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World leaders and government officials as well as representatives from NGOs and the corporate sector are currently convening in Rio de Janeiro, for "Rio+20: The United Nations Conference on Sustainable Development." The conference is timed to coincide with the twentieth anniversary of the seminal 1992 Rio Earth Summit. It is therefore worth looking back on the achievements of the Rio Earth Summit in 1992 to remind ourselves of what can be achieved when parties from around the world unite to address global environmental problems and highlight the obstacles and limitations of international multilateral processes in pursuing environmental objectives.

Women in Modern China

June 19, 2012

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BY JESS MARSHALL. In recent history, China and its people have undergone a remarkable change in identity. Undeniably, the role of women has been an area of rapid change and development, with women playing an integral role in the shaping of modern China. From the physical oppression of foot binding in a patriarchal world, to gendered sameness in a communist state, to the modern rhetoric of equality of the sexes, Chinese women have instigated and experienced rebellion, revolution and reform.

PODCAST: Interview with Anna Rose — ‘Madlands: A Journey to Change the Mind of a Climate Sceptic’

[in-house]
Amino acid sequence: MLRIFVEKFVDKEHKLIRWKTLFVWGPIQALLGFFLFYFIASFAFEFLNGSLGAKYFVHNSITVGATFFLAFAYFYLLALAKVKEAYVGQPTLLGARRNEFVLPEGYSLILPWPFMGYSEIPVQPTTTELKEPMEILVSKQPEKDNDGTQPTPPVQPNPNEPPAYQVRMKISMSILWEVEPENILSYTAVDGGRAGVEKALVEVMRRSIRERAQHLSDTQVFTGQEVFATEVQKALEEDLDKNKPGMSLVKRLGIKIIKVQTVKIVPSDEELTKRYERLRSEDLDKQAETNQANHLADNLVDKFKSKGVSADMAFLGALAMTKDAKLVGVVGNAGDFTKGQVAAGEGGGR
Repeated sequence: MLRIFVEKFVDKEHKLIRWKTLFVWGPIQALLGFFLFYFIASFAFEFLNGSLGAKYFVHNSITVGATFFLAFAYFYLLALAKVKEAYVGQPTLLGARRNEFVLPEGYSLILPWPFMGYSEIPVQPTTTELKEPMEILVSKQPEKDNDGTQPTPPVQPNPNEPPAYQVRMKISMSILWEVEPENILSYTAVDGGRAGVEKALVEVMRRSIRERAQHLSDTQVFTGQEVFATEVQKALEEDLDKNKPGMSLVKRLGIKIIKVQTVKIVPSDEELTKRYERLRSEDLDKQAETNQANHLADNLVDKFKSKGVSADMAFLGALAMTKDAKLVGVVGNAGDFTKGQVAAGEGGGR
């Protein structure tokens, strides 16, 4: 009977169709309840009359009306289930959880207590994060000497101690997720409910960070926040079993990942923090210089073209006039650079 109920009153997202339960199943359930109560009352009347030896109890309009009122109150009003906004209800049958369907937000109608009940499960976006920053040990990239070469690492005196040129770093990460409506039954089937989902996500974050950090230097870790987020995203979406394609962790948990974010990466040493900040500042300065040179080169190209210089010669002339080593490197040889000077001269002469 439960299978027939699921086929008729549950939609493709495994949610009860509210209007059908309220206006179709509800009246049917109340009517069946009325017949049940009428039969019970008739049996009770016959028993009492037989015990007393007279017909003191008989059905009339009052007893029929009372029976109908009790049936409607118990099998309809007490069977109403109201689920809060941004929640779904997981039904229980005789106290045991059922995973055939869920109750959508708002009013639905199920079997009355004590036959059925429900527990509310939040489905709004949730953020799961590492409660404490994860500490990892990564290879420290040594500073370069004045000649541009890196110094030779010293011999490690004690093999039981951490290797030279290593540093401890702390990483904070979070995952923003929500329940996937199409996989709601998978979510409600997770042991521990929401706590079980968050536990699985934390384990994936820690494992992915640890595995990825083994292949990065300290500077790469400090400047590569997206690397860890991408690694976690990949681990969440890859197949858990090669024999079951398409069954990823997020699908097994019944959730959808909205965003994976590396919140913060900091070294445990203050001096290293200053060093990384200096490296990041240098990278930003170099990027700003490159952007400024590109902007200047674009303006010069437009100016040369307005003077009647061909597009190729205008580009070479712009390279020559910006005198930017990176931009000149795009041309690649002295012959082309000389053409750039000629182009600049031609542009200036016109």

June 14, 2012

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BY LISA TUCK. In this interview, I speak with Anna Rose, co-founder of the Australian Youth Climate Coalition, star of the ABC TV documentary 'I Can Change Your Mind About...Climate' and author of 'Madlands: A Journey to Change the Mind of a Climate Sceptic'. In the interview, Anna and I talk about her experiences with former Liberal senator Nick Minchin in the production of I Can Change Your Mind About...Climate, what she learnt from making the documentary and writing Madlands about the nature of climate scepticism, her response to intellectual and social conservatism in the climate debate, and the crucial role of young people in the climate movement.

MOVIE: The Crisis of Civilization

June 13, 2012

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The Crisis of Civilization is a thought-provoking documentary feature film investigating how global crises like ecological disaster, financial meltdown, dwindling oil reserves, terrorism and food shortages are converging symptoms of a single, failed global system. The documentary is based on the book A User's Guide to the Crisis of Civilization by Dr Nafeez Mosaddeq Ahmed, head of the London-based Institute for Policy Research & Development.